The Hershey Bears win streak was halted at five Friday night with their 6-3 loss to the Albany Devils. But we have some good news: top prospect Jakub Vrana got on the scoreboard again.
With the Bears trailing 2-0 in the second period, Vrana tallied a power play goal 3:28 into the stanza, continuing his hot start to the 2016-17 season. Vrana’s scored six goals in 10 games.
After the Devils pushed the lead back to two, Bears’ forward Stan Galiev fired a shot over Albany goaltender Scott Wedgewood’s blocker off a feed from Christian Thomas. The goal came on an odd-man rush with a minute and a half left in the second. It was Galiev’s second goal in three games.
Travis Boyd, a front runner to make the Capitals out of training camp, scored his first goal of the season in the third period on a five-on-three power play.
Boyd would end the game with a goal and an assist. Chris Bourque tallied two assists. Vitek Vanecek stopped 20 of 25 shots in the loss, a 6-3 final after an empty netter. The Bears only managed 11 shots on goal against Scott Wedgewood.
Photo: Kyle Mace/Chocolate Hockey
Since turning pro, the career of Capitals 2010 third-round draft pick Stan Galiev hasn’t gone as expected. The dynamic winger struggled with system play and never found a role with the AHL’s Hershey Bears under coaches Mark French and Mike Haviland. He spent the majority of the last two seasons with Reading in the ECHL. Last year, injuries and scratches limited him to just 30 games between the AHL and ECHL.
Despite this stunning goal in the beginning of the season, 2014-15 started as more of the same for Galiev, who has been playing in North America since 2008. Galiev was scratched in five of seven games in the opening months. But now, it seems like we may actually see a breakout year for the Russian winger.
After scoring four goals in his first 44 career AHL games, Galiev has scored three in his last three, including a game-winner against St. John’s on Sunday. Those were the only goals Hershey scored those games.
Photo credit: Ian iPad
Over the offseason the Hershey Bears saw several key veterans sign elsewhere, such as future AHL Hall of Famer Keith Aucoin, 2011-12 AHL leading scorer Chris Bourque, and fan-favorite enforcer Joel Rechlicz. The team also had to deal with a peculiar problem due to the lockout: two head coaches, Mark French and new Caps bench boss Adam Oates. Capitals general manager George McPhee mandated that Hershey learn Oates’ new system, so that the organization’s minor league players could be used to it by the time NHL games started being played. All this change has seen the team scuffle to a .500 record through 34 games this season (16-16-1-1).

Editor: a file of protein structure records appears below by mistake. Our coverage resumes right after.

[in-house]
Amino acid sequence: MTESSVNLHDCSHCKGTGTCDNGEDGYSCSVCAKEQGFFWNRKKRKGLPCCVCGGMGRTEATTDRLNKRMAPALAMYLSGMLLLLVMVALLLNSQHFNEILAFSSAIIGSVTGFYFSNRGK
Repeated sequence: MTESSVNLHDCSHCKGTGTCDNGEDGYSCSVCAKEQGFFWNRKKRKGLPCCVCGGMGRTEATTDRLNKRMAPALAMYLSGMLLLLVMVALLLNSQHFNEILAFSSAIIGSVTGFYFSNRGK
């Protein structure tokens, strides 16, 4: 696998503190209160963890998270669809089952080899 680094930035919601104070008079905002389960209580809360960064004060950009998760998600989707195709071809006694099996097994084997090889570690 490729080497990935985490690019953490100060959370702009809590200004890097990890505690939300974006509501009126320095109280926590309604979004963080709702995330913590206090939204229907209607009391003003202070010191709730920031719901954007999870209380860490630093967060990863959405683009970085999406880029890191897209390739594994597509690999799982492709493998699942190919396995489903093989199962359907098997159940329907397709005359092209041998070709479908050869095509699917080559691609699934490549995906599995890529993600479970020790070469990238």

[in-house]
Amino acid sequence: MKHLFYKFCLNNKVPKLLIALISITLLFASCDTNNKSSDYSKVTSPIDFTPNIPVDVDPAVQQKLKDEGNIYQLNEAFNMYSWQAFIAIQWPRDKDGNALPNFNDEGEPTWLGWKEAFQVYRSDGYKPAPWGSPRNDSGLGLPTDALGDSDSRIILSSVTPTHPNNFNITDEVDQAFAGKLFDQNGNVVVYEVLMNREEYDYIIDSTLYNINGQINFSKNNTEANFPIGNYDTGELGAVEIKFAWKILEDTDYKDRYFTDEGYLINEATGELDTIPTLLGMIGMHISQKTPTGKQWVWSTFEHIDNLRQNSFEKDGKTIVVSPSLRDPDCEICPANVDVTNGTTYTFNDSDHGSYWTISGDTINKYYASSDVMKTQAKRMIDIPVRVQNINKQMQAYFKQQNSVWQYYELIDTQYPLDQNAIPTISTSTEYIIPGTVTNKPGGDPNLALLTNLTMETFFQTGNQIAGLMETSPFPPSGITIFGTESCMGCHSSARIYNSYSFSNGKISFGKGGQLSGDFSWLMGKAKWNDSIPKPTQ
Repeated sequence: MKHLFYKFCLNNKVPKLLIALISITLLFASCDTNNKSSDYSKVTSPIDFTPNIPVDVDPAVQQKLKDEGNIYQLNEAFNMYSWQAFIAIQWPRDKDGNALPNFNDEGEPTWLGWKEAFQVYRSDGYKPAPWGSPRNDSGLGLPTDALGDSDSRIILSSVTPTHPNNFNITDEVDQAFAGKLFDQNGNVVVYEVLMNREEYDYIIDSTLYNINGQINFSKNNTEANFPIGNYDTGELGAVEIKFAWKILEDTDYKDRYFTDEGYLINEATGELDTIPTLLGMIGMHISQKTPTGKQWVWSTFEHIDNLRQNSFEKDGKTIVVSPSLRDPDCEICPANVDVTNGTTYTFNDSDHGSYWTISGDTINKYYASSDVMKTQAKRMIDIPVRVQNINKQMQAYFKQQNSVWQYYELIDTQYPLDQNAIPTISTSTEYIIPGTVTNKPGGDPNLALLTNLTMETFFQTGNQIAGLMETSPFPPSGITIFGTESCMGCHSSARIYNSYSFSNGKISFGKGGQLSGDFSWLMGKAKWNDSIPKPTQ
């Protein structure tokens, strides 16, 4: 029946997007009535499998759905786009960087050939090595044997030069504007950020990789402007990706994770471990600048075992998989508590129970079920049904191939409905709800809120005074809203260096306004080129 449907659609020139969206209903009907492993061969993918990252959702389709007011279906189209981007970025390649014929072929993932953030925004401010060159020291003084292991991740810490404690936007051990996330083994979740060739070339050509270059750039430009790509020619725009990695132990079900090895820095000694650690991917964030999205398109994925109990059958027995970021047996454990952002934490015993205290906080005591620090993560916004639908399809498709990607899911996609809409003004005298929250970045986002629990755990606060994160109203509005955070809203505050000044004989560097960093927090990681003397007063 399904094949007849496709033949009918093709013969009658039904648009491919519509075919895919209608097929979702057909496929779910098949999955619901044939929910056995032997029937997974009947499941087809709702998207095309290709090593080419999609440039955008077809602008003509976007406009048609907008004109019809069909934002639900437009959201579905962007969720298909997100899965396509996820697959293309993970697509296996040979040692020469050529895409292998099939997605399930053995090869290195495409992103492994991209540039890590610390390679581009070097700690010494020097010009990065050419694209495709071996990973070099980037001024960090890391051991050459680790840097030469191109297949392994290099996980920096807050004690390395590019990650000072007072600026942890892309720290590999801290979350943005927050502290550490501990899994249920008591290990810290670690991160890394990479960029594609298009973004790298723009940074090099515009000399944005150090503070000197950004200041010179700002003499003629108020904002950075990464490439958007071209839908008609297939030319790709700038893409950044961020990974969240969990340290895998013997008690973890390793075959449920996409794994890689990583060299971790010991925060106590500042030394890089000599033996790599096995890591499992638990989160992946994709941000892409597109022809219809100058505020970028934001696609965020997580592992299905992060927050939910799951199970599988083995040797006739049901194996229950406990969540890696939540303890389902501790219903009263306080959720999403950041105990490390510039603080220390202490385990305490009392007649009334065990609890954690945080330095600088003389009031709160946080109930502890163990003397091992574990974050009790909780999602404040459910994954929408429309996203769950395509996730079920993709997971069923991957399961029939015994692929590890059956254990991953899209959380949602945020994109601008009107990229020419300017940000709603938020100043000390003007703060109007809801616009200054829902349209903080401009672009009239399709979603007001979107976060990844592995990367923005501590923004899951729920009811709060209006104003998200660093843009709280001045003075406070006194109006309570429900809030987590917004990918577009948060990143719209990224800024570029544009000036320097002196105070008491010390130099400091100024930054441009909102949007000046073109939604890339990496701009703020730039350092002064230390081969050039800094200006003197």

But now things are starting to look up. Before it was announced that the lockout had been lifted, Hershey had been getting its best goaltending of the year from Braden Holtby, who was recently named AHL player of the month for December. Stan Galiev, who had been struggling with his transition from junior hockey, is starting to look more comfortable on the ice and more worthy of his #29 prospect ranking from Hockey Prospectus. The organization also has a surplus of quality goaltenders in the ECHL knocking at the door of the AHL: Philipp Grubauer and 2012 seventh-round pick Sergey Kostenko.
On Saturday, after the Bears’ 3-1 loss to the Binghamton Senators, I asked French if this is the best he’s seen Braden Holtby play, if the sky is the limit for Riley Barber, and if Caps fans should be worried about Galiev’s early season struggles.
My full Q&A with French is below the jump.
Photo credit: Kyle Mace of Sweetest Hockey on Earth
UPDATE: Jason Guarente of the Reading Eagles reports that Galiev is expected to be reassigned to Hershey Thursday.
Early on Wednesday, the Hershey Bears assigned Stanislav Galiev — third round pick in the 2010 NHL Entry Draft — to ECHL affiliate Reading Royals. The rookie’s demotion may come as a surprise to many – as just a couple of months ago the young Russian was rated at #29 on Hockey Prospectus Top 100 Prospects list. But to those who follow the Bears hockey regularly, the move makes sense. Since the AHL season started, Stan’s struggled to adjust his game to the pro level.
As the Bears were preparing to face the visiting St. John’s Ice Caps on Saturday, RMNB found the usually gregarious and easygoing Stan in a subdued mood. After recording just one assist in the first eight games of the season, Galiev found himself in Adam Oates’ doghouse as a healthy scratch for three of the next four games — despite scoring the game-winning shootout goal for the Bears on November 2nd. Stan talked to us about his bumpy transition away from the QJMHL, being coached by a Hall of Famer, and his search for confidence on the ice.
Stan is given his ring during “Night of Champions.” (Photo via sashastolemyheart)
Last year, the Saint John Sea Dogs were unstoppable. Led by Jonathan Huberdeau, Zack Phillips, Tomas Jurco, and Nathan Beaulieu — top prospects all of whom were selected in the top 35 of the 2011 NHL Draft — the Sea Dogs ripped off an insane 77-11 record capturing both the Quebec Major Junior Hockey League’s Presidents Cup and the Canadian Hockey League’s Memorial Cup. Saint John — who joined the QMJHL as an expansion team just six years ago — became the first organization from Canada’s Maritimes region to win the most coveted prize in Junior Hockey.